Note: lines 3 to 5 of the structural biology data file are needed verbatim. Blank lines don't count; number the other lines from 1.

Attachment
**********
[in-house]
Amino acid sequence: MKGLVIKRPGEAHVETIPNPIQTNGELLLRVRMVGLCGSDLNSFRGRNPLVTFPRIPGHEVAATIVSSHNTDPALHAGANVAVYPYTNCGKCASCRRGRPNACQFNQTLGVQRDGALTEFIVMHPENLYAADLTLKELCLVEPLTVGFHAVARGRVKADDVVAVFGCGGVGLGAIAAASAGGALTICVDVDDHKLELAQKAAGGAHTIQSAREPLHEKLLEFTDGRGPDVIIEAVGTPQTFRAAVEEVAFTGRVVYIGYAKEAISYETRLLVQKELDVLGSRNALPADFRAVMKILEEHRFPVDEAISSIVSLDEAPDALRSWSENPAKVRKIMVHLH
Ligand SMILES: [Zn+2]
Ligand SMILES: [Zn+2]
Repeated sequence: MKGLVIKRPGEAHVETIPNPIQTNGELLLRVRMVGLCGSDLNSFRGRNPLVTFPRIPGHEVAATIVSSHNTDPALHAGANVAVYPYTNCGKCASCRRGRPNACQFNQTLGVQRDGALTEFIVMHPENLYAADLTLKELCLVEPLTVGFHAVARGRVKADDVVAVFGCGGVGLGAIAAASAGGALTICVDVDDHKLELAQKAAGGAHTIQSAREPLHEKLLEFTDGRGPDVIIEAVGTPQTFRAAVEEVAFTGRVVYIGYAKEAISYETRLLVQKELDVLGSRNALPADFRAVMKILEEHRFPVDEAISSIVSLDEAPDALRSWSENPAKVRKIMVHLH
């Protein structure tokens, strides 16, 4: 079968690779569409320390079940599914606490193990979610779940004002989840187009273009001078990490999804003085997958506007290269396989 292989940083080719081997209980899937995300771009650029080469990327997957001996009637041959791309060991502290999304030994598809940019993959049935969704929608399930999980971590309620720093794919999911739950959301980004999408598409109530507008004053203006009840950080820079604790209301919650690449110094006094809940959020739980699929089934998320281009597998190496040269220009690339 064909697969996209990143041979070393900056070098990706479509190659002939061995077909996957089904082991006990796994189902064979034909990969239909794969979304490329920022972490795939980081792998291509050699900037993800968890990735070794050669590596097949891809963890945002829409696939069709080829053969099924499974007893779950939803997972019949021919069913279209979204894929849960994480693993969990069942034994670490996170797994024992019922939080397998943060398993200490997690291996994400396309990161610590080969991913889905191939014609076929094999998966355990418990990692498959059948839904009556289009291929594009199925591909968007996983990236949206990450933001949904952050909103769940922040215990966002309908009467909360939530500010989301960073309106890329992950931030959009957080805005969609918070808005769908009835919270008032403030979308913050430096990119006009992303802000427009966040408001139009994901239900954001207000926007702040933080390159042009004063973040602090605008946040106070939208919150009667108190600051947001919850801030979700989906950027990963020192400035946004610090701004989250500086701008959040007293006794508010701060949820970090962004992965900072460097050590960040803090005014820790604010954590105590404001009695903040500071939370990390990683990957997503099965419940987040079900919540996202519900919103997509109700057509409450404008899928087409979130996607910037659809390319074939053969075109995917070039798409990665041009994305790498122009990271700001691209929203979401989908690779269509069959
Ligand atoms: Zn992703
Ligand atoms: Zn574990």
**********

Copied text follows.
Ligand SMILES: [Zn+2]
Ligand SMILES: [Zn+2]
Repeated sequence: MKGLVIKRPGEAHVETIPNPIQTNGELLLRVRMVGLCGSDLNSFRGRNPLVTFPRIPGHEVAATIVSSHNTDPALHAGANVAVYPYTNCGKCASCRRGRPNACQFNQTLGVQRDGALTEFIVMHPENLYAADLTLKELCLVEPLTVGFHAVARGRVKADDVVAVFGCGGVGLGAIAAASAGGALTICVDVDDHKLELAQKAAGGAHTIQSAREPLHEKLLEFTDGRGPDVIIEAVGTPQTFRAAVEEVAFTGRVVYIGYAKEAISYETRLLVQKELDVLGSRNALPADFRAVMKILEEHRFPVDEAISSIVSLDEAPDALRSWSENPAKVRKIMVHLH